Ian Blackburn hosts a tasting of Top New Sake with Eduardo Dingler!
This Sake Session allows us to taste the best in the business along with one of the industry's rising star experts.
Somm TV host Edwardo Dingler - Join us - this tasting is limited.
Eduardo Dingler was born in Mexico. He began his career working in some of Napa Valley’s most successful restaurants. His passion for wine and food is guided by one
of his mentors. He was hired as Beverage Director/Manager at Morimoto Napa. While
at Morimoto Napa, Eduardo has been certified as a Sommelier with the Guild of Master Sommeliers as well as a Sake Specialist with the World Sake Council.
After working at some of Napa Valley’s iconic restaurants, Eduardo A Dingler became a part of the Morimoto Napa opening team as Beverage Director, Corporate Beverage Director of Morimoto Group next year. Currently he works as a sake & shochu ambassador and a gourmet journalist. Also he is Vice President of Wine for WineAccess.com a national wine and sake platform in the US, and a professional judge for some competitions such as San Francisco International Wine Competition etc.
International Wine | Sake | Spirits Judge
What is Sake?
Let's start with the basics. What is sake anyway? Well, simply put, it's a Japanese traditional alcohol made from fermented rice. In Japanese, it's called 'Nihonshu' 日本酒, which literally translates to 'Japan's alcohol.'
Hot or Cold?
There are basically two different ways to enjoy your sake: 'hiya' and 'atsukan.' Hiya means cold style for which you refrigerate not only the sake but also the tokkuri and the ochoko. On the other hand, atuskan is a heated style, for which you heat the sake in a tokkuri placed in hot water. Some sakes are better drunk hiya style, others are better atsukan style, and some are excellent done both ways. What's interesting is that the taste and smell may change drastically depending on the temperature the sake is served. You might want to experience with both to see which one you prefer.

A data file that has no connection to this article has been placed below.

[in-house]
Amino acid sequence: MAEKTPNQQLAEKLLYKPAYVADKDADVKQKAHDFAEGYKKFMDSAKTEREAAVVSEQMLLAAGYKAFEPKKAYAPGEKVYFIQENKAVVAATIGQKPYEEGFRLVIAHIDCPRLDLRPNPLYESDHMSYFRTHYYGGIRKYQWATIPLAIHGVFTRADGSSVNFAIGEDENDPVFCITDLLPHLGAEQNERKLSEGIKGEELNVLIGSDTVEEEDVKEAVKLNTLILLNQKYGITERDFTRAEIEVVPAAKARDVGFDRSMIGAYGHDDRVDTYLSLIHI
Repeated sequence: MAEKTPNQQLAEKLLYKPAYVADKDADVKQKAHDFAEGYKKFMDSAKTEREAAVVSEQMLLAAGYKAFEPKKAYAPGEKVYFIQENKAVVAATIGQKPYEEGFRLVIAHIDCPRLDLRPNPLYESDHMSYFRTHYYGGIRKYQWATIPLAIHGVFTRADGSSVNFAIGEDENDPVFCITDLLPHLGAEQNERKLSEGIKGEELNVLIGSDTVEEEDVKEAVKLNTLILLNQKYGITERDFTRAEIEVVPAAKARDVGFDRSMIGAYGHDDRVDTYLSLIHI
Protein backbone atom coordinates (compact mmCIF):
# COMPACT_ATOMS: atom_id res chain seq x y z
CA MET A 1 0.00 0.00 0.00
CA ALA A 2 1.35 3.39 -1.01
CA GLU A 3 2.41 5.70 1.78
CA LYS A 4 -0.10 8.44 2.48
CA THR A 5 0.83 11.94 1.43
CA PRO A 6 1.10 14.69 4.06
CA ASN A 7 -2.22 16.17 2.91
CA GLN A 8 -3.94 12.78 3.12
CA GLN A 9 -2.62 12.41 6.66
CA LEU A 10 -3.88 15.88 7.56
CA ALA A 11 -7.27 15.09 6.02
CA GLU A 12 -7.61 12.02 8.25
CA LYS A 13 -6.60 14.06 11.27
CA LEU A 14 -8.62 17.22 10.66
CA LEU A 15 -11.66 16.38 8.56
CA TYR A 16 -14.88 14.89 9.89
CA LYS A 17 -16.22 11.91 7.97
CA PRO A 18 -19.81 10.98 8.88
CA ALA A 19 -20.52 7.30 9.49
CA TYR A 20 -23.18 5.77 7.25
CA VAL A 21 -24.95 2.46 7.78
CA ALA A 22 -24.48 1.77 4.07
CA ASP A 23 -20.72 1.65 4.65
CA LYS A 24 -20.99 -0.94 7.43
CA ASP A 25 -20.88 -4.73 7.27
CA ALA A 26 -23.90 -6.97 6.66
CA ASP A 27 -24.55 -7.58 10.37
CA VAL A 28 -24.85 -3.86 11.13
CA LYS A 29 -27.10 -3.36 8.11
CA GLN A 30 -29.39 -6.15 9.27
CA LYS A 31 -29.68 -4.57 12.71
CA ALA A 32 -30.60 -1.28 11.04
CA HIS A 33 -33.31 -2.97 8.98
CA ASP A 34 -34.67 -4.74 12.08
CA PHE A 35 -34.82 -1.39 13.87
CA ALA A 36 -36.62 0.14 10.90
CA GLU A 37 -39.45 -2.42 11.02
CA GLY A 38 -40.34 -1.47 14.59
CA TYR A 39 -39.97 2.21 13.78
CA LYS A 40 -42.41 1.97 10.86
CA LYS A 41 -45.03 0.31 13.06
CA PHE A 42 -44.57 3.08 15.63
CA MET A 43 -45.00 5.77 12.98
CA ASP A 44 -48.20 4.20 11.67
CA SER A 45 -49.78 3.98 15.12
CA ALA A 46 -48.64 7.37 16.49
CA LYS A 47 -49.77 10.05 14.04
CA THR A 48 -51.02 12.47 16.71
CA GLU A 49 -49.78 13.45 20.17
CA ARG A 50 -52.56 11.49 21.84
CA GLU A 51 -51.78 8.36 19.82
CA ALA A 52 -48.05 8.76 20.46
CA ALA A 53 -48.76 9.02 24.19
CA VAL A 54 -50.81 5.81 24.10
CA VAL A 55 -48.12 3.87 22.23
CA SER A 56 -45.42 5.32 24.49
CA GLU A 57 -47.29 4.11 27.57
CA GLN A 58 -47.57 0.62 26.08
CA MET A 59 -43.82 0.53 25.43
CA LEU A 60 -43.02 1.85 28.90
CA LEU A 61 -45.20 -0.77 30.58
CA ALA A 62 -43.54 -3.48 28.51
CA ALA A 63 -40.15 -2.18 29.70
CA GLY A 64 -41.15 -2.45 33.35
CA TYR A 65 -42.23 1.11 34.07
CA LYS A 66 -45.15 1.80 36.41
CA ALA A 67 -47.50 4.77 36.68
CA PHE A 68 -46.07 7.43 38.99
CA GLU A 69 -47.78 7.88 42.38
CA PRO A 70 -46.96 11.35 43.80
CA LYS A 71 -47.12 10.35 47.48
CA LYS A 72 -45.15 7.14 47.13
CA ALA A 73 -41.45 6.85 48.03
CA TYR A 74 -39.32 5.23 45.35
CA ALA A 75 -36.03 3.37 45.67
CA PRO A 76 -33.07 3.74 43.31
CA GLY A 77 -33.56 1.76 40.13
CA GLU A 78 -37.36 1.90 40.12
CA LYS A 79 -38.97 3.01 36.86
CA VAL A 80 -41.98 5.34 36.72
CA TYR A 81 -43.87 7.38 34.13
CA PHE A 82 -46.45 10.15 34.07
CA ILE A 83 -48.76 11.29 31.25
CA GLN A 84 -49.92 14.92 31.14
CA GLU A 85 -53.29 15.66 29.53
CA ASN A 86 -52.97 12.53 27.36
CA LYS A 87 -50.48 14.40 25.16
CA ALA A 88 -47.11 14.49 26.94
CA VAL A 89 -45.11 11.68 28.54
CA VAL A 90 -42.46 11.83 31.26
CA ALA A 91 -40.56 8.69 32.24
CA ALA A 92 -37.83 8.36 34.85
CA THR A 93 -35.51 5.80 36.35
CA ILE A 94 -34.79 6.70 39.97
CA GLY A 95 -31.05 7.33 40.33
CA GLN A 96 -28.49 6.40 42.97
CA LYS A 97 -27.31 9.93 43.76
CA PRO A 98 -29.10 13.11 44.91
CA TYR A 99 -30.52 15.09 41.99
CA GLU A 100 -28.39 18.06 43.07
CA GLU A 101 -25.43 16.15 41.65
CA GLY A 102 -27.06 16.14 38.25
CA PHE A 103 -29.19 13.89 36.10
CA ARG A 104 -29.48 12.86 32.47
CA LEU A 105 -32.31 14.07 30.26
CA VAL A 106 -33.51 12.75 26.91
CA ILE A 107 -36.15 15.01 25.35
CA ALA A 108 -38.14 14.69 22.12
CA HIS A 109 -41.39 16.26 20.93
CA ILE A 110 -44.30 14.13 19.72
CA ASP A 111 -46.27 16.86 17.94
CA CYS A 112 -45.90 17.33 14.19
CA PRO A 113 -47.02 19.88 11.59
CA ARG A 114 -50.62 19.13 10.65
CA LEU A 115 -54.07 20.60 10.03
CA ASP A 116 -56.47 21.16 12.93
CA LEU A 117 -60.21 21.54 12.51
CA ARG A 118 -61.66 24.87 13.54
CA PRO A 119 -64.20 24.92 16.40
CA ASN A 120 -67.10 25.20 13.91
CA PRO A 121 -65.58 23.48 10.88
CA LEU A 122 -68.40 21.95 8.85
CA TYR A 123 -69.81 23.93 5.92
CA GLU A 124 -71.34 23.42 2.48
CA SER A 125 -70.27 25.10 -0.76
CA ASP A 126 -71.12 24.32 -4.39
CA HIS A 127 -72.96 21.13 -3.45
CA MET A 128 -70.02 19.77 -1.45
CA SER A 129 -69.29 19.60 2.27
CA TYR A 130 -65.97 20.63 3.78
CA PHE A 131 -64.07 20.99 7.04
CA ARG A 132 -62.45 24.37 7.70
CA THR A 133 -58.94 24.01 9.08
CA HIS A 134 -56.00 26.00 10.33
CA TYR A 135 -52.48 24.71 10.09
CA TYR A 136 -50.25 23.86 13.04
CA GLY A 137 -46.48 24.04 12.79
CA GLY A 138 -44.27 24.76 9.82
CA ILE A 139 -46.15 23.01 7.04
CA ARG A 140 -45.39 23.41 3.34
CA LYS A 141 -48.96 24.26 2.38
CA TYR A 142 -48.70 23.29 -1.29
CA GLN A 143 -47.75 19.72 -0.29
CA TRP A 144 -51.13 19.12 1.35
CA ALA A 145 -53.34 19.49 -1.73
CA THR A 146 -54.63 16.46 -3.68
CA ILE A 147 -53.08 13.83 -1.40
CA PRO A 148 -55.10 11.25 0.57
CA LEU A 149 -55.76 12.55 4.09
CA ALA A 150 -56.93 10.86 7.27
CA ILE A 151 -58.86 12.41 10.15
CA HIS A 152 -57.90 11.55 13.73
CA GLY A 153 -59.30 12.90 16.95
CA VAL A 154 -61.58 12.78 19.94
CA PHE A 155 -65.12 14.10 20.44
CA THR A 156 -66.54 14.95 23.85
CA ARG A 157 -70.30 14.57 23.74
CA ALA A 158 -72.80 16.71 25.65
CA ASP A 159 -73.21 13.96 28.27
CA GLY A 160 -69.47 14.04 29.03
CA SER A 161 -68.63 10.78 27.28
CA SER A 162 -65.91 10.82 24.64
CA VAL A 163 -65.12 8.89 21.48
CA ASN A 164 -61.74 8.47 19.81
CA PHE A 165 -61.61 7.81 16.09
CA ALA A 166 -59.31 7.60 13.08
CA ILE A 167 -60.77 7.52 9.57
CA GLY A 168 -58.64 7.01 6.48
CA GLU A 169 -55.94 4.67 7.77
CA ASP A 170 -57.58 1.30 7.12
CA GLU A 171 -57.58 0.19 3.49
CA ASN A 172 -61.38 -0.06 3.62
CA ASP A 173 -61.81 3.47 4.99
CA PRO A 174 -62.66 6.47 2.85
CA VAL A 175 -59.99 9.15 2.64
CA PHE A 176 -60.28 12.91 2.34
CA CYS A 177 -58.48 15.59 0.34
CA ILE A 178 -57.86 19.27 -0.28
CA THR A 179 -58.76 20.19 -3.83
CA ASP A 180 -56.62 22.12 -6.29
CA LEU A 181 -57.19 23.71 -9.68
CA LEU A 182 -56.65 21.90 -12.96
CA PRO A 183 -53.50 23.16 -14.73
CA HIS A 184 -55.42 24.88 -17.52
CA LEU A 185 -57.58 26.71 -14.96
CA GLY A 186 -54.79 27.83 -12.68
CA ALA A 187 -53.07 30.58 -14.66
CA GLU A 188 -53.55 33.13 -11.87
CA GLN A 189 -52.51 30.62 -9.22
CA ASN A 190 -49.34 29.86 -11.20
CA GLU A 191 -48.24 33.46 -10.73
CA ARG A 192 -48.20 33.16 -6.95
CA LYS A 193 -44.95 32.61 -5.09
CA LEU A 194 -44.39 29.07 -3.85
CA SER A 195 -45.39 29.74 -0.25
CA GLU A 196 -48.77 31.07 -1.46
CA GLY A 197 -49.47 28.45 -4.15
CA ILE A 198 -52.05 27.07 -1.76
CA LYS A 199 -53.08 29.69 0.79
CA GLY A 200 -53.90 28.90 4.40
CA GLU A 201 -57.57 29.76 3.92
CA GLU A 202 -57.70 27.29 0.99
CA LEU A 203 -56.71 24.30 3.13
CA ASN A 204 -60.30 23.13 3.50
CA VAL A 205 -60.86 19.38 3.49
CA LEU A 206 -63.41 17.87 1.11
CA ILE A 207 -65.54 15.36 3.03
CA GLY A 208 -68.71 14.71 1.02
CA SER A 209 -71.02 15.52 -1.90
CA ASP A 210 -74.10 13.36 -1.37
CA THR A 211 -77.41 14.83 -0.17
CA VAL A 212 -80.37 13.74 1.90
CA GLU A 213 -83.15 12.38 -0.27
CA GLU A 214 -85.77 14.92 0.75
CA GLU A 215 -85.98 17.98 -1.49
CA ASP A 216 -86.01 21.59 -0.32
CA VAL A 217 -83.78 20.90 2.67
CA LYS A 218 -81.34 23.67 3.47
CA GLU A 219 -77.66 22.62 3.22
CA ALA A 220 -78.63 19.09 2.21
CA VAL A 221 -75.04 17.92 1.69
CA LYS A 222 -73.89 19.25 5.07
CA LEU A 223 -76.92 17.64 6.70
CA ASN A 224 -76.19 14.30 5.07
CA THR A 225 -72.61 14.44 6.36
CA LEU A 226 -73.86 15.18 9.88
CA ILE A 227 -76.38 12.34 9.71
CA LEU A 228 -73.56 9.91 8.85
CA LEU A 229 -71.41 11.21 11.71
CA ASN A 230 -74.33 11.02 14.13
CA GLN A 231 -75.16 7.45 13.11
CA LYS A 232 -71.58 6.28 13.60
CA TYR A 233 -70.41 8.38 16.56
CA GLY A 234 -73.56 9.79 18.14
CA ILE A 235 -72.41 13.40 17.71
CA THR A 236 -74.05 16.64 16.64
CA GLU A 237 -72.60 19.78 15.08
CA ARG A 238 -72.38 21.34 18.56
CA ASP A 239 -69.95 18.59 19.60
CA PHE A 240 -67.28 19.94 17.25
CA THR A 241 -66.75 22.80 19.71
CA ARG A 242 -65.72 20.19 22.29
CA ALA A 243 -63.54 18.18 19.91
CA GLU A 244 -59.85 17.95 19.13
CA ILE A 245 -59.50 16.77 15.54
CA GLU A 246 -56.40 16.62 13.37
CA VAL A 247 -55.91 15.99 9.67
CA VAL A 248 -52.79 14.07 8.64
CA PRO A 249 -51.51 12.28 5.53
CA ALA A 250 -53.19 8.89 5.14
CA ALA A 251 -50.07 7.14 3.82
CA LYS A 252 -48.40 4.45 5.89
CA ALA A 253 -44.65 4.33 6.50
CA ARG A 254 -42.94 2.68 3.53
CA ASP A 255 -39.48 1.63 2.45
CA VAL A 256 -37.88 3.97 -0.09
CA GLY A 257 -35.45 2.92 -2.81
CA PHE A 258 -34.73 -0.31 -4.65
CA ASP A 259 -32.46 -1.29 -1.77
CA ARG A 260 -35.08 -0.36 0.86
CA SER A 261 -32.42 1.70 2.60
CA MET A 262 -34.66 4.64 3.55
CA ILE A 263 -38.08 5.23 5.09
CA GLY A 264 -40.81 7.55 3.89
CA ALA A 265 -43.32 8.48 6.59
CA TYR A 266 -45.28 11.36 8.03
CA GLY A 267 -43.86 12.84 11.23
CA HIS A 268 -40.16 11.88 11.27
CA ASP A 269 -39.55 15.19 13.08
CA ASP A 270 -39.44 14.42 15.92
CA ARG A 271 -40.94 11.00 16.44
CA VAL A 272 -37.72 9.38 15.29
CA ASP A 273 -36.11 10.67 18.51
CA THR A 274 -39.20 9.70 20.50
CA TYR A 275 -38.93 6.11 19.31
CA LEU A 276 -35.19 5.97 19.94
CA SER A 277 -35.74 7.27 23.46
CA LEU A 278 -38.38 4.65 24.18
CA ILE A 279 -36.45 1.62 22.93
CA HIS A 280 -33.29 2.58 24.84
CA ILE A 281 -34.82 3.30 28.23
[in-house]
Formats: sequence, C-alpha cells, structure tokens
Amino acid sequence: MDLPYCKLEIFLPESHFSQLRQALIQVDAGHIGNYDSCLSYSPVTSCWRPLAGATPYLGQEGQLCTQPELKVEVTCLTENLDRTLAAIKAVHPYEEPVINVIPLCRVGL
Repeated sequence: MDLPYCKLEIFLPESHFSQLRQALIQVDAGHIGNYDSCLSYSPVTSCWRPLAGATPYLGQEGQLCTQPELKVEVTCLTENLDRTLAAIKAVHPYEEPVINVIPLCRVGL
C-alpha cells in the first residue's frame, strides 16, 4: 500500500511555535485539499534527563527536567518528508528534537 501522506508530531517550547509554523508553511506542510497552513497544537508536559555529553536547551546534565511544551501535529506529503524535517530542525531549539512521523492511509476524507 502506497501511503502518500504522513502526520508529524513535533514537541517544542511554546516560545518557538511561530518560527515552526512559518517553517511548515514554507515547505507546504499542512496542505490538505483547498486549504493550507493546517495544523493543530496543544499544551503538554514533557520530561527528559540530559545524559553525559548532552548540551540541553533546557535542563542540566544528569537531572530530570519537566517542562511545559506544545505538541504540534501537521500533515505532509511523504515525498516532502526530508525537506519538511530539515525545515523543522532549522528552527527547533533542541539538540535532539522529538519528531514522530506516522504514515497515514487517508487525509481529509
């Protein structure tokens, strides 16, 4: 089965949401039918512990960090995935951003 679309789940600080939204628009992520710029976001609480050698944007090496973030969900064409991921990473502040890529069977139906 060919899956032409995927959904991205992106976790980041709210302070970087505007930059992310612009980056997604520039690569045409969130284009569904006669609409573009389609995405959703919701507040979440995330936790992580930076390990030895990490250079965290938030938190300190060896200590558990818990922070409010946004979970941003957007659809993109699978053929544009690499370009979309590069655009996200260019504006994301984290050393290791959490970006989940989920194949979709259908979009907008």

Treat chilled sake similar to wine; in order to really get the aromas and the nose you should swirl and sniff. Traditionally we know that sake is served in those teeny tiny cups, but premium grade should be served in larger glass—a wine glass works—so its aromas can open up. Also, in Japan, once you open it and present it….you leave bottle on table and serve each other—you should never pour your own sake, it’s a privilege to pour sake for guests and others.
Benten, Gokujo Dewasansan, Junmai Daiginjo Genshu Sake, Yamagata, Japan
Hamafukutsuru, Bizen Omachi Daijingo Sake, Hyogo, Japan
Imayo Tsukasa, Koi Junmai Daiginjo Genshu Sake, Niigata, Japan
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About Your Tasting Experience: Answering popular questions
ZOOM LINK will be emailed to you within 24 hours of the event date/time
Wine flight or bottle kit purchase deadline: 48 hours prior*
Flight kits are typically poured and mailed within 48 hours of event
Bottle kits are typically mailed 7-10 days prior to event
7pm prompt Zoom start time
Anticipated duration is approximately 60 minutes
*The fine print
We reserve the right to adjust wines without advance notice. Must be an adult 21-yrs of age and older to purchase. Wine kit purchases are not guaranteed to arrive before the Zoom start time; please refer to our shipping policy. All sales and purchases are final, no refunds, credits, or returns.